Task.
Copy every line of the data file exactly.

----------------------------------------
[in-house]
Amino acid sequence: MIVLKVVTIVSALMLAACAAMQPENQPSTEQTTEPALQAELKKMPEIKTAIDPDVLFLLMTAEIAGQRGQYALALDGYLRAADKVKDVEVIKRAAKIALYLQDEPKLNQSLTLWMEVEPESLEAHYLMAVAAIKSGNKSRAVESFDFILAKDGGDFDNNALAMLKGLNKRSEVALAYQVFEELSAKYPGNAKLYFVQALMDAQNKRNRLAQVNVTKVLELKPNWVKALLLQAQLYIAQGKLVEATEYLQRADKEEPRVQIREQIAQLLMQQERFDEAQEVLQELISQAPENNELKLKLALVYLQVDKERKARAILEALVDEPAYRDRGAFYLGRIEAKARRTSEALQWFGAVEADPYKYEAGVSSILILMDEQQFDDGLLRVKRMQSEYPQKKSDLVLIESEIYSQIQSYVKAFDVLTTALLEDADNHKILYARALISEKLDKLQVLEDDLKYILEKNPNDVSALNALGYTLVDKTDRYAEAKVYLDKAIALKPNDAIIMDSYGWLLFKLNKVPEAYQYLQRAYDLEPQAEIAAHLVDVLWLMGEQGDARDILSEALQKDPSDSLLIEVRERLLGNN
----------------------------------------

[in-house]
Amino acid sequence: MIVLKVVTIVSALMLAACAAMQPENQPSTEQTTEPALQAELKKMPEIKTAIDPDVLFLLMTAEIAGQRGQYALALDGYLRAADKVKDVEVIKRAAKIALYLQDEPKLNQSLTLWMEVEPESLEAHYLMAVAAIKSGNKSRAVESFDFILAKDGGDFDNNALAMLKGLNKRSEVALAYQVFEELSAKYPGNAKLYFVQALMDAQNKRNRLAQVNVTKVLELKPNWVKALLLQAQLYIAQGKLVEATEYLQRADKEEPRVQIREQIAQLLMQQERFDEAQEVLQELISQAPENNELKLKLALVYLQVDKERKARAILEALVDEPAYRDRGAFYLGRIEAKARRTSEALQWFGAVEADPYKYEAGVSSILILMDEQQFDDGLLRVKRMQSEYPQKKSDLVLIESEIYSQIQSYVKAFDVLTTALLEDADNHKILYARALISEKLDKLQVLEDDLKYILEKNPNDVSALNALGYTLVDKTDRYAEAKVYLDKAIALKPNDAIIMDSYGWLLFKLNKVPEAYQYLQRAYDLEPQAEIAAHLVDVLWLMGEQGDARDILSEALQKDPSDSLLIEVRERLLGNN